This entire paragraph is so shockingly ignorant that I have to wonder how ANY person who’s picked up ANY camera couId even think this, not to mention it’s such a huge generalization that even taken seriously, it doesn’t make any sense. Congratulations – you’ve singlehandedly written off a huge, respected chunk of the history of photography with your lack of understanding of what a candid shots involves, which, by the way, can present a shooting style that ranges from completely rude to being completely innocuous.

    I suggest pulling your eyes away from technical points and start reading about photography. Not tech manuals, not spec sheets, not reviews, but a history of photography – you are clearly in desperate need of a basic understanding of what photography encompasses as a whole.

    Oh and nice try with the “THINK OF THE CHILDREN!!!” argument that every clueless person uses. That doesn’t even dignify a response.

  • Mansgame

    I have thousands of pictures online and a portfolio that get comments and are otherwise critiqued. Maybe you’ve seen them, but I choose to not reveal myself here. If the day comes that I do an interview about how great I am and post my pictures here, you are welcome to do so.

  • Mansgame

    Downvotes here mean nothing. Look at the video again, he stalks an old man, tip toes behind him and jumps in front of him and without asking the man’s permission runs off. I’d like to see him try that with with a younger man and see what the reaction is.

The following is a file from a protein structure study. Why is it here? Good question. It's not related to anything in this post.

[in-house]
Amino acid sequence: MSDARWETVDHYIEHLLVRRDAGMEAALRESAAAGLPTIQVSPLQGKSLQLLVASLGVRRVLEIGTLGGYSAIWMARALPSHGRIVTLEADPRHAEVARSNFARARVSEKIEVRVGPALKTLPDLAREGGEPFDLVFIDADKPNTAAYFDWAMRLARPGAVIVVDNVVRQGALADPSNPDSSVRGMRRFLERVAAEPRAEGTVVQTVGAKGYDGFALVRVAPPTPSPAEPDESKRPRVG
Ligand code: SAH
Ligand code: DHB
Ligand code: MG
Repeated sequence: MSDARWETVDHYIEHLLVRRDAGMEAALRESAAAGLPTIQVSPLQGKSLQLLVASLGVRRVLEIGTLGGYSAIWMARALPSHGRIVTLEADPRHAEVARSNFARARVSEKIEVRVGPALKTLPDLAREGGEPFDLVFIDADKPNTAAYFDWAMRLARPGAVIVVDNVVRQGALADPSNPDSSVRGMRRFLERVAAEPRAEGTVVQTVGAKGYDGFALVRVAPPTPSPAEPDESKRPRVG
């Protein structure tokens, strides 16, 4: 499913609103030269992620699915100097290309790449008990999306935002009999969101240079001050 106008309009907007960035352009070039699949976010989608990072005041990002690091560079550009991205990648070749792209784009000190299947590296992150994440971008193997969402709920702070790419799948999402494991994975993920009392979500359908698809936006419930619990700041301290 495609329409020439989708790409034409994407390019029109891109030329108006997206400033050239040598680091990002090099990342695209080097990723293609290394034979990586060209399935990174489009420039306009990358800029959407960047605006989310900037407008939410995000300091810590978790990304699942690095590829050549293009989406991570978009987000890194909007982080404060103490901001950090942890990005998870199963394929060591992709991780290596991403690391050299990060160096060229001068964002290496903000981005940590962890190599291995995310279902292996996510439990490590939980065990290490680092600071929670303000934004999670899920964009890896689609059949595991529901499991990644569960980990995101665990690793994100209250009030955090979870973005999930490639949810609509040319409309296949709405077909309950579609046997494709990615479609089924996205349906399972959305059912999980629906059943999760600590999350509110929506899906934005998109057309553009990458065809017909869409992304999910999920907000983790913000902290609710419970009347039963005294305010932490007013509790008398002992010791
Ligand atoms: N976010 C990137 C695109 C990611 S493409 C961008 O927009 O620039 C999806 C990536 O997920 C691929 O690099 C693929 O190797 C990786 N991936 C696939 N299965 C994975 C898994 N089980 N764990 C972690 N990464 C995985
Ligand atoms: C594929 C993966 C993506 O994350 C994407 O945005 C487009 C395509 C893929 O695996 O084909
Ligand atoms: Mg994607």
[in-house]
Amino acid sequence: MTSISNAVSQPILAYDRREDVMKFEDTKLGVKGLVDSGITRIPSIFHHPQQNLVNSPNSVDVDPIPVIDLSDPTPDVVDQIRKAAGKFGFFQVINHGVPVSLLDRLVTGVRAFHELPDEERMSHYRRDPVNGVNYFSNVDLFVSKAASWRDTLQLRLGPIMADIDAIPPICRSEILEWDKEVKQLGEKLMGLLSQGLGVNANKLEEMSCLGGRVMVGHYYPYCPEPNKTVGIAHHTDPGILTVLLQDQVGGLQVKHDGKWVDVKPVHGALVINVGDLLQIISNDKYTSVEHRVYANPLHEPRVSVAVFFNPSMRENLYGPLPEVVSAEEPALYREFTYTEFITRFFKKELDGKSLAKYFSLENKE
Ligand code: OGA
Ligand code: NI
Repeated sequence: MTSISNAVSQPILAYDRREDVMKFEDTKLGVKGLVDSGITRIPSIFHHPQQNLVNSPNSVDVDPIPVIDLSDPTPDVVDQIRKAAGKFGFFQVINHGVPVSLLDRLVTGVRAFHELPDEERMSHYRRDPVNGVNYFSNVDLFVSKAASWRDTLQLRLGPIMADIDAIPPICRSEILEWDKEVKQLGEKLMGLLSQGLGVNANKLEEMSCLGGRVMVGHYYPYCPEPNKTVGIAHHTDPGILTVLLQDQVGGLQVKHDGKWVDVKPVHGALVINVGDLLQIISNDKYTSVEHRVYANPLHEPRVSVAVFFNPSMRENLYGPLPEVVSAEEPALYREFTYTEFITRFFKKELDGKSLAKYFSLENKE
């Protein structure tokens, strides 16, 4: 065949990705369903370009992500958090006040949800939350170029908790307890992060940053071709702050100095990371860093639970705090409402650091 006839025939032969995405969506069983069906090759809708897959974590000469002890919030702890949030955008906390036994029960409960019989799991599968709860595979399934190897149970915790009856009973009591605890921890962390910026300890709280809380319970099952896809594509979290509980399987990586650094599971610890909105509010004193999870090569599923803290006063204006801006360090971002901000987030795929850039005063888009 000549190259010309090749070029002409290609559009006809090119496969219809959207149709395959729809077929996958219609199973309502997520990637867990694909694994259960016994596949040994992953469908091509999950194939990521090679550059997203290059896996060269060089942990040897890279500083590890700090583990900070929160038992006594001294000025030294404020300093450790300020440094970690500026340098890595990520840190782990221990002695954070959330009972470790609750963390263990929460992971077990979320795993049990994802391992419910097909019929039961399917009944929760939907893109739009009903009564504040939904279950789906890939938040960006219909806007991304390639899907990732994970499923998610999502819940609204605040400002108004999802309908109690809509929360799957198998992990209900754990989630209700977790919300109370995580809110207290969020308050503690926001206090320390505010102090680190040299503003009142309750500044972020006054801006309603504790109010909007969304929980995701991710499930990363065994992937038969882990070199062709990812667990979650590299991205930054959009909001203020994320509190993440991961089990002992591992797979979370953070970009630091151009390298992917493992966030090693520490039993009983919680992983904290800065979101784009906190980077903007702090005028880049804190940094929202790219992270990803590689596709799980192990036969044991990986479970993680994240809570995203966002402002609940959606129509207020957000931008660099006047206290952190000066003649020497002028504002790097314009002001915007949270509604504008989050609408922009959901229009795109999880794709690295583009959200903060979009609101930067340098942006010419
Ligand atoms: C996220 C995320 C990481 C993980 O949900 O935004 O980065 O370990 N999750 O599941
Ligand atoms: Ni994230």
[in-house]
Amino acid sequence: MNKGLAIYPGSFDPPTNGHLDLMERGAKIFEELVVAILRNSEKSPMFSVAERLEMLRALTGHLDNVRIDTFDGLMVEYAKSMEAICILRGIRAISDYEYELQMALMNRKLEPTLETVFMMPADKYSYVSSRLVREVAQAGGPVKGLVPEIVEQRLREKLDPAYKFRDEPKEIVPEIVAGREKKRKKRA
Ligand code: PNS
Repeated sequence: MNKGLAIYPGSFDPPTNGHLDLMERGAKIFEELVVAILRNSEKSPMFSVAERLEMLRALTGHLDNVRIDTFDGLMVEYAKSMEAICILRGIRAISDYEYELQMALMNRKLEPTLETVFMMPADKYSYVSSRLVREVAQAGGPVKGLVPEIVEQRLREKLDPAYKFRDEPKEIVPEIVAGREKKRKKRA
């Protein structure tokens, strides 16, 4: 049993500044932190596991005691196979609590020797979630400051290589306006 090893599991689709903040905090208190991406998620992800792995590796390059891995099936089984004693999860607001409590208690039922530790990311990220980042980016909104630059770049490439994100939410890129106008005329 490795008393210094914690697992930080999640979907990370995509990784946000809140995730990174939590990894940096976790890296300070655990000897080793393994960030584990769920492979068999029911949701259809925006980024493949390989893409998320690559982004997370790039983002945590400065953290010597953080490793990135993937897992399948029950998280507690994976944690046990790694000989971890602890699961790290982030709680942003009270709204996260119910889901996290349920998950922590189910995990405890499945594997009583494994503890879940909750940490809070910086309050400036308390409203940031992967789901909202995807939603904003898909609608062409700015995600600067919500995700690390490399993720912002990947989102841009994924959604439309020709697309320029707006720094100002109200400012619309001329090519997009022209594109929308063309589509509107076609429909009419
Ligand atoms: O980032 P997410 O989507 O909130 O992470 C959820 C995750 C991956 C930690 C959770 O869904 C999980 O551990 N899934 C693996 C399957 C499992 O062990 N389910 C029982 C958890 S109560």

And don’t put words in my mouth, I never said technical expertise of equipment automatically equates to the value of the work, but Samuel mentioned strobes so I was answering him. All things equal however, it does set one photographer apart from another. I’ve seen some photographers walk to a studio and after given the exposure information ask me “what’s an aperture?” That sounds like this guy.

  • siva

    Well, at least he doesn’t use a Leica, the cliché of all clichés. Or does he?

  • Mansgame

    Well, you wrote 4 paragraphs and said absolutely nothing. Taking pictures of random people walking in the street minding their own business is not a virtue nor art. I’m sorry you don’t know how to pose subjects. I’m sorry you don’t know how to use lighting. I’m sorry you don’t know how to shoot sports, I’m sorry you’re too shy to interact with people during event photography, I’m sorry you don’t know how to correctly expose a picture, and I’m sorry that you sound like you like to take pictures of strangers’ kids, but it’s not art.

  • lidocaineus

    Quote: “Taking pictures of random people walking in the street minding their own business is not a virtue nor art.”